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Help stamp out cigarette litter
Keep Liberty Beautiful
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Cigarette litter may be small but it is really nasty. No litter is good litter, but there is nothing messier than seeing sidewalks and curbs decorated with cigarette butts, disposable lighters, matches, and cigarette packaging. Even though cigarette smoking has been on the decline in the last several decades, cigarette litter is a growing problem. Although it is small, cigarette litter accounts for 20 percent of the collected litter items in community cleanups. Recent ordinances around the country have restricted smoking in public places and have forced smokers outside.  Although these ordinances are certainly a positive step from a health standpoint, increased cigarette litter on sidewalks, parking lots, and streets has been an unfortunate consequence of this change.
Studies show that persons who would never consider tossing something like a beverage can or fast food packaging on the ground may very well drop cigarette litter — several times a day — without even thinking about it. Surprisingly, many smokers simply have not considered ‘flicking that butt’ on the ground or out a car window as littering. Well, yes, it is litter and it is against the law. It also has detrimental consequences for our environment, and it is costly to clean up.
About 95 percent of cigarette filters are composed of cellulose acetate. That sounds tasty, doesn’t it? This is a form of plastic that does not quickly degrade. Estimates are that these cigarette butts can take from two years to twenty-four years to decompose. When tossed on the ground, this litter can pose a health hazard for animals who mistake it for food. One research study estimates that eighteen percent of all litter dropped on the ground is washed into streams, rivers, lakes, and the ocean by stormwater runoff. Cigarette butts are light and are easily carried in runoff to our local waterways. With the amount of rain we have had lately — thanks to Hurricane Fay — the amount of litter entering our waters as runoff can be significant. Compounding this is the fact that many smokers mistakenly toss butts in to storm drains, thinking that they will be processed and removed. Rain water and anything thrown in these drains actually go directly to our waters unfiltered. So litter then pollutes our waters and again poses a health hazard for fish and other marine life who may mistake it for food.
Only ten percent of used cigarette butts are actually deposited in litter receptacles, so I guess we know where the other 90 percent end up. Cigarette litter often accumulates around ‘transition points’. Transition points are areas where a smoker has to extinguish and discard a cigarette before proceeding, like designated smoking areas and entry points to stores, offices, restaurants, and other public buildings and retail establishments. Often, there are simply not ash receptacles available in these areas for disposal. So a simple fix can be to determine where receptacles are needed and place them in those appropriate areas. We are adding twenty-five additional ones downtown through the grant we have.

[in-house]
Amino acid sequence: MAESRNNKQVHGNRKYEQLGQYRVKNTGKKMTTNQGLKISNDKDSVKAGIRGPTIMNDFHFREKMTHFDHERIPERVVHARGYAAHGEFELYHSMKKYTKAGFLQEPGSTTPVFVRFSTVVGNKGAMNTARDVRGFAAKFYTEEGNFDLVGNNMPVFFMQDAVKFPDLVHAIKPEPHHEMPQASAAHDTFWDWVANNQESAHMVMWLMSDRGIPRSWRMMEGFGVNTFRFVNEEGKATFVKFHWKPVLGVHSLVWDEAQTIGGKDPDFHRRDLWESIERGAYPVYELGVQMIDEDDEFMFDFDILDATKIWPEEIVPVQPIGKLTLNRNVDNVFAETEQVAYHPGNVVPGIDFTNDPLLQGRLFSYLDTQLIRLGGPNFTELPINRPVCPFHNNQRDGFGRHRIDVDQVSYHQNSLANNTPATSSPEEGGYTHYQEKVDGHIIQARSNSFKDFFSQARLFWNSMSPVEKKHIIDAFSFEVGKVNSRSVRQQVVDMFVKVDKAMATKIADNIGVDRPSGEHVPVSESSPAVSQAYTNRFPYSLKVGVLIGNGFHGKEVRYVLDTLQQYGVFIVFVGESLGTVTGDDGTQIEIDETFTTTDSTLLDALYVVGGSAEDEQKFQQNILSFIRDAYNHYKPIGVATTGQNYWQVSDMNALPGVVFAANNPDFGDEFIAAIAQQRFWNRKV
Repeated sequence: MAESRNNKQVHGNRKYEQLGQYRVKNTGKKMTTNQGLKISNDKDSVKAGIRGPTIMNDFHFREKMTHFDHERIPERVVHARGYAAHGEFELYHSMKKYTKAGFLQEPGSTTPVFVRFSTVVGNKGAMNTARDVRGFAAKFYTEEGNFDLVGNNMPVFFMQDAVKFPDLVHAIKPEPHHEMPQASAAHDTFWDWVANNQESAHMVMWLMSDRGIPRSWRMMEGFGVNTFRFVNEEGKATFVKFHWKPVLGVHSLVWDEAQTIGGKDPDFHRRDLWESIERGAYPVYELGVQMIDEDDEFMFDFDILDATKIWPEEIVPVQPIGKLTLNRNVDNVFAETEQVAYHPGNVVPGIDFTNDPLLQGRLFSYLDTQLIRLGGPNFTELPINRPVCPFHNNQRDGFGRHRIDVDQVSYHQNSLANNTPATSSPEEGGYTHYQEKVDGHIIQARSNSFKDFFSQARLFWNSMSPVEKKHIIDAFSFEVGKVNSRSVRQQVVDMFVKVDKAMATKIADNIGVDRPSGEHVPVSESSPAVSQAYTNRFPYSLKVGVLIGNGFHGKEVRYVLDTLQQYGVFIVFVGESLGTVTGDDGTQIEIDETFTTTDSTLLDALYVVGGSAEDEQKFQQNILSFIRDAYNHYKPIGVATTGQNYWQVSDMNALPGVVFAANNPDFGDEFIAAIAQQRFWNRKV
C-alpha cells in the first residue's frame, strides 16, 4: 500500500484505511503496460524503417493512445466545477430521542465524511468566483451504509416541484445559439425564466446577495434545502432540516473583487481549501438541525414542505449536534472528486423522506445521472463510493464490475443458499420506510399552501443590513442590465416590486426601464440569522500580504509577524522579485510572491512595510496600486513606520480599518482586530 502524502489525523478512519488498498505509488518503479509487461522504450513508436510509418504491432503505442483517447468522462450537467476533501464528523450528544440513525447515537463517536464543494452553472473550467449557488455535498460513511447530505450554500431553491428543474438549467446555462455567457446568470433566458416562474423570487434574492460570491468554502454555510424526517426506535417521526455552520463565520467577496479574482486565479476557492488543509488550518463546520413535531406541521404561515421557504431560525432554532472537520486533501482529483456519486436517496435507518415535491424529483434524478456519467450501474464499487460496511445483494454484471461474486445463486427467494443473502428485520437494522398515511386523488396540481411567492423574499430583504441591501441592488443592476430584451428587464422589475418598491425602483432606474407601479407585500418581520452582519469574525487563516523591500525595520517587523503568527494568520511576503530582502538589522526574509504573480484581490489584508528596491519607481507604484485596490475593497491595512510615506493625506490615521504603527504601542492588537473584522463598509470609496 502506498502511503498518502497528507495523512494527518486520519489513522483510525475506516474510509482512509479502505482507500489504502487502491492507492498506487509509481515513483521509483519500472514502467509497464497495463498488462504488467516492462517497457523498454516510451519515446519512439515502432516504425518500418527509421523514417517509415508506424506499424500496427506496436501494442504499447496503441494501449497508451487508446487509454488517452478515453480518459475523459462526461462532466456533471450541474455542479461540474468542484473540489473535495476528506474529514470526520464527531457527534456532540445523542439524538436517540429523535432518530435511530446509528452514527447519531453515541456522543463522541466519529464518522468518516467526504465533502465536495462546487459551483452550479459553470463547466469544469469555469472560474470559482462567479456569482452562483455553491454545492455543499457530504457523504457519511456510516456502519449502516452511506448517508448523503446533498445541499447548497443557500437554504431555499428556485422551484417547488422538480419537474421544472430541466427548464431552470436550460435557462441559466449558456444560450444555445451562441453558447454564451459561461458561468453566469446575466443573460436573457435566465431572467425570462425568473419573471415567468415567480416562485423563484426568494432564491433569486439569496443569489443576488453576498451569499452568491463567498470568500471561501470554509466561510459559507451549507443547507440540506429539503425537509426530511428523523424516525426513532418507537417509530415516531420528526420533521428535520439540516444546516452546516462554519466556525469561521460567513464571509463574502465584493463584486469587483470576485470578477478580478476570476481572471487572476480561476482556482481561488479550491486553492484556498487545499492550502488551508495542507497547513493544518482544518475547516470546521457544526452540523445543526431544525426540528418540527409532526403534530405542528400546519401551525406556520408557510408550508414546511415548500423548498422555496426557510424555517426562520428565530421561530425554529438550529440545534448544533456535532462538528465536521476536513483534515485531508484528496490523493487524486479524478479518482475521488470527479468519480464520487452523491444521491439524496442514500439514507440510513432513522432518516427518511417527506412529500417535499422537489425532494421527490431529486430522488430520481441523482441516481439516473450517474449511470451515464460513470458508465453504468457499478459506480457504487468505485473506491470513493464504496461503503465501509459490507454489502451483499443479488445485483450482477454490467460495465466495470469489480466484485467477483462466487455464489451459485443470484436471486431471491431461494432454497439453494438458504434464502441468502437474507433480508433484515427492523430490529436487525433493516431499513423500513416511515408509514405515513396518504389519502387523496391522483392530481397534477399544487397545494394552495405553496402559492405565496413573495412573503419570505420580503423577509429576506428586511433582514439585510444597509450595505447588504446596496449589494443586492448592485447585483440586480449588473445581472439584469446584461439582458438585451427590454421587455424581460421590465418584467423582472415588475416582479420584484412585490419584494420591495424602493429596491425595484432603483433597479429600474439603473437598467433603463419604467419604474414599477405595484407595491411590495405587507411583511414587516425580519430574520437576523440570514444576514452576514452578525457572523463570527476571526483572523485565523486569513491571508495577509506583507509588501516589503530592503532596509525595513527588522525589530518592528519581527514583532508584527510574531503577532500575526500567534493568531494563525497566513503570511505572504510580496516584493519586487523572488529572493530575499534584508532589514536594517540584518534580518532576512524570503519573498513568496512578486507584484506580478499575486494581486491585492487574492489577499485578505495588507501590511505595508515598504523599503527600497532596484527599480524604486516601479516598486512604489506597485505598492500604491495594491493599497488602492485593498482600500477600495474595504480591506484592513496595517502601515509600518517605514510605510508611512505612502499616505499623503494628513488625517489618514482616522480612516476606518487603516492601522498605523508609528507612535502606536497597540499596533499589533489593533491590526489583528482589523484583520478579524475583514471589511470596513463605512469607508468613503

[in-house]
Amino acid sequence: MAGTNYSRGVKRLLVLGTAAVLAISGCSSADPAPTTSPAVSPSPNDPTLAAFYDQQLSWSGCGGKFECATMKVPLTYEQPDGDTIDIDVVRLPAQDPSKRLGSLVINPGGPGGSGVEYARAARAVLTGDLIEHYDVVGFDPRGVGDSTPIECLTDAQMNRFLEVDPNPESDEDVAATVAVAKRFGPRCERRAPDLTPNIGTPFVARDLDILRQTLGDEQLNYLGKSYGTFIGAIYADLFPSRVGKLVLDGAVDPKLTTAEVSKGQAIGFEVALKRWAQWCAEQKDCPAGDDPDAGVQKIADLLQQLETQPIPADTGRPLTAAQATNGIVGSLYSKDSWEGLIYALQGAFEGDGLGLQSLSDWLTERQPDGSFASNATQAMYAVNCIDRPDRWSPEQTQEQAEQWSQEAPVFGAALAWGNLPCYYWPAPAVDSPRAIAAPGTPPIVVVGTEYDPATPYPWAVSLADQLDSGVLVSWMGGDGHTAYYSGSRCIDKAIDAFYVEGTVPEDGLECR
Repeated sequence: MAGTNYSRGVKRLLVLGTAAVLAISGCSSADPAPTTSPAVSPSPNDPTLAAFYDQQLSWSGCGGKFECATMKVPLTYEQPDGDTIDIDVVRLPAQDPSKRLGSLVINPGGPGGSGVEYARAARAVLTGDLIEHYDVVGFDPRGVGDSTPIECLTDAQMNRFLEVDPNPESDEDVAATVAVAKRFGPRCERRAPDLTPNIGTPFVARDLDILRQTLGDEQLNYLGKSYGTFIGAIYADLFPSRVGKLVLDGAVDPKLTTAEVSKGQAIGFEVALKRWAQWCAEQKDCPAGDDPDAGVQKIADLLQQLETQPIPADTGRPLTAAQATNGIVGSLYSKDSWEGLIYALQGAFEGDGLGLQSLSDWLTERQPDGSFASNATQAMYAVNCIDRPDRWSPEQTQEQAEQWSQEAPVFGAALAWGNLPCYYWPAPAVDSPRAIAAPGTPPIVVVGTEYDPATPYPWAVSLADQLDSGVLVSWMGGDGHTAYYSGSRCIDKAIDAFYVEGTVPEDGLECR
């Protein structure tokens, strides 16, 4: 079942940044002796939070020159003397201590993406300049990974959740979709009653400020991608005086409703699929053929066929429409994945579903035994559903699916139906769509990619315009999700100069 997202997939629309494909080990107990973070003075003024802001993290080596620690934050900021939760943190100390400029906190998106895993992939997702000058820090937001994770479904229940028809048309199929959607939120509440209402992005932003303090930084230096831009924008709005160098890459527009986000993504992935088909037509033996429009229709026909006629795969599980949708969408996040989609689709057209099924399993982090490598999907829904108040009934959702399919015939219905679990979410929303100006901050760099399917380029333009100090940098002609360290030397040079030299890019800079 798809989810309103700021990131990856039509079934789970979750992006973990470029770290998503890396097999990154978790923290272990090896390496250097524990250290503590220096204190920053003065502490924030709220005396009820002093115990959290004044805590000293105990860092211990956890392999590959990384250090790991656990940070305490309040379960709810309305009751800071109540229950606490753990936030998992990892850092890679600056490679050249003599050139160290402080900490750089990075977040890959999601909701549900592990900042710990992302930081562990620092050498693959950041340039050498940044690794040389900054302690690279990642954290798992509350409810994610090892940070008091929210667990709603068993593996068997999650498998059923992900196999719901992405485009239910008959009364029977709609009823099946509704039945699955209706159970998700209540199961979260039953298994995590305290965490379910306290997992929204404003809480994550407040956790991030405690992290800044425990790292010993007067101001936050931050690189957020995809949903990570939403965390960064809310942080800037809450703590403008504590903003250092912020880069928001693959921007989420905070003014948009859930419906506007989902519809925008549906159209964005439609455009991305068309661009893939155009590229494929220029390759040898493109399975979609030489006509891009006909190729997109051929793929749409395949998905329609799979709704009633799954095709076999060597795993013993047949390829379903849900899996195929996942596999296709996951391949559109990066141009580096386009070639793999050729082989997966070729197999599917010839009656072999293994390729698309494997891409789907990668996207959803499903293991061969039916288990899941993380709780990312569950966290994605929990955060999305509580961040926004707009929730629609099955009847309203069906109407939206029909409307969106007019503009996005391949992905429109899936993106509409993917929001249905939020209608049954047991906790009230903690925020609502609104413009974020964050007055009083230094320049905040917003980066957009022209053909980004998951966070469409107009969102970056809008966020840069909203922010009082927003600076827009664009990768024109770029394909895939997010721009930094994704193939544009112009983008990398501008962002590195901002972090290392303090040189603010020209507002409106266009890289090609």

Another simple fix is to make smokers aware that there are portable ashtrays available for smokers to carry in their cars as well as the pocket ash tray type. We have given out more than 800 of the portable ashtrays in the downtown area. We still have these ashtrays — for free — at a number of locations in downtown Hinesville. These little pocket ash trays are a sturdy hard plastic and a convenient size that just slips right into your pocket. So if you smoke or would like to get some for smokers you know, give me a call at 368-4888.
Why go to all the trouble? The cleanup of cigarette litter is an increasingly significant expense for communities and businesses where this litter occurs.
In cleanups, this type of litter is time consuming to collect because of its small size. Longwood College in Virginia determined that it cost the college $50,000 a year just to clean up cigarette litter. And we wonder why college tuition is so high. Don’t you think that the money and manpower that businesses and towns and agencies have to devote to cleaning up this type of litter could be better spent elsewhere?
So how can you help?  Get the word out to those you know: Stop tossing cigarette litter on the ground.  Share this message with smokers you know. Get free pocket ashtrays for all the smokers you know — friends, co-workers, family members and even yourself.  If you are a local business or public agency, make sure you have adequate ash receptacles at entries and in designated smoking areas. We can all make a difference in reducing cigarette litter in downtown Hinesville and all of Liberty County. This is one of many ways that we can make our community a cleaner, healthier, and more attractive place to live and work. Cigarette litter is too nasty for a community like ours.
This is the 100th column for Keep Liberty Beautiful. I just wanted to thank The Coastal Courier for allowing our program the space to provide this information for our community. We truly appreciate their commitment to a cleaner and healthier community.

Current Keep Liberty Beautiful projects that need your involvement:

• Oct. 25: Rivers Alive in Liberty County. Mark the date on your calendar now to help with this annual event!
• Liberty County: Home of the world’s largest crayon. Please help us make this Guinness Book of World Records project a reality by calling 368-4888 or e-mail We have more than 700 pounds of crayons now, but we need your help as we collect even more used crayons to create this giant crayon this fall.

For more information on Keep Liberty County Beautiful programs, contact Swida at 368-4888 or
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